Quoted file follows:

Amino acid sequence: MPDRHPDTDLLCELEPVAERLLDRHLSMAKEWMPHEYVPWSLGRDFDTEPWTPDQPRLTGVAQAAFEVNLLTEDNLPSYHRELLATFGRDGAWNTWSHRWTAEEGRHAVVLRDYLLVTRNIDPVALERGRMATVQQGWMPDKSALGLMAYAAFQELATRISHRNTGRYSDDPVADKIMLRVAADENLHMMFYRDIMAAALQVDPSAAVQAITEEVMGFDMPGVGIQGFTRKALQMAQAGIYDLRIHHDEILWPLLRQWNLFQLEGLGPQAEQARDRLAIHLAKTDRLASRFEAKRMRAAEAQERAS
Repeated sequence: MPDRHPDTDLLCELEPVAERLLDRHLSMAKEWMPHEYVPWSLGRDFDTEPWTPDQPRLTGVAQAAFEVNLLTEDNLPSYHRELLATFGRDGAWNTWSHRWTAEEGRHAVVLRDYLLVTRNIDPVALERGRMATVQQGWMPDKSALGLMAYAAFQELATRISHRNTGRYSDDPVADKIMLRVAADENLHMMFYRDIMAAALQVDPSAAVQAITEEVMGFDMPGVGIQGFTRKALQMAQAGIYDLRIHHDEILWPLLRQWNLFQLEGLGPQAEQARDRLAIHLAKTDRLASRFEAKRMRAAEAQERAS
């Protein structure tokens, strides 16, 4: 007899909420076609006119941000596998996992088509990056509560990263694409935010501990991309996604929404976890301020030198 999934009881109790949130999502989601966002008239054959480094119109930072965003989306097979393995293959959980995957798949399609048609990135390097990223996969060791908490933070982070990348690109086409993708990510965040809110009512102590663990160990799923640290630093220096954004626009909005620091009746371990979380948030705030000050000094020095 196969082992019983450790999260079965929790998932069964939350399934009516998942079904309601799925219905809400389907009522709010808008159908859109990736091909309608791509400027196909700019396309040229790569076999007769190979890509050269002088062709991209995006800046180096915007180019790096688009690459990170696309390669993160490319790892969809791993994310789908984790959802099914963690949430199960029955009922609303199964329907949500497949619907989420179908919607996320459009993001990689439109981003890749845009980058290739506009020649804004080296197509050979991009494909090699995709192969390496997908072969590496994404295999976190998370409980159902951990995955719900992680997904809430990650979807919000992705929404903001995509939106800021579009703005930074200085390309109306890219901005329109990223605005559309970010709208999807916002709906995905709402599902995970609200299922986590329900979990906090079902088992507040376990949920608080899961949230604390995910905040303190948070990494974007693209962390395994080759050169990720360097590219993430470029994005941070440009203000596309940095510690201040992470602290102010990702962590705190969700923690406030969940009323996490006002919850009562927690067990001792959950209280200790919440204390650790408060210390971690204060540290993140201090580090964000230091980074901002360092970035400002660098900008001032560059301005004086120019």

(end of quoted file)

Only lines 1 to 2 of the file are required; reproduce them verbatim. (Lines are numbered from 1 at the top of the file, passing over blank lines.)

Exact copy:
Amino acid sequence: MPDRHPDTDLLCELEPVAERLLDRHLSMAKEWMPHEYVPWSLGRDFDTEPWTPDQPRLTGVAQAAFEVNLLTEDNLPSYHRELLATFGRDGAWNTWSHRWTAEEGRHAVVLRDYLLVTRNIDPVALERGRMATVQQGWMPDKSALGLMAYAAFQELATRISHRNTGRYSDDPVADKIMLRVAADENLHMMFYRDIMAAALQVDPSAAVQAITEEVMGFDMPGVGIQGFTRKALQMAQAGIYDLRIHHDEILWPLLRQWNLFQLEGLGPQAEQARDRLAIHLAKTDRLASRFEAKRMRAAEAQERAS
Repeated sequence: MPDRHPDTDLLCELEPVAERLLDRHLSMAKEWMPHEYVPWSLGRDFDTEPWTPDQPRLTGVAQAAFEVNLLTEDNLPSYHRELLATFGRDGAWNTWSHRWTAEEGRHAVVLRDYLLVTRNIDPVALERGRMATVQQGWMPDKSALGLMAYAAFQELATRISHRNTGRYSDDPVADKIMLRVAADENLHMMFYRDIMAAALQVDPSAAVQAITEEVMGFDMPGVGIQGFTRKALQMAQAGIYDLRIHHDEILWPLLRQWNLFQLEGLGPQAEQARDRLAIHLAKTDRLASRFEAKRMRAAEAQERAS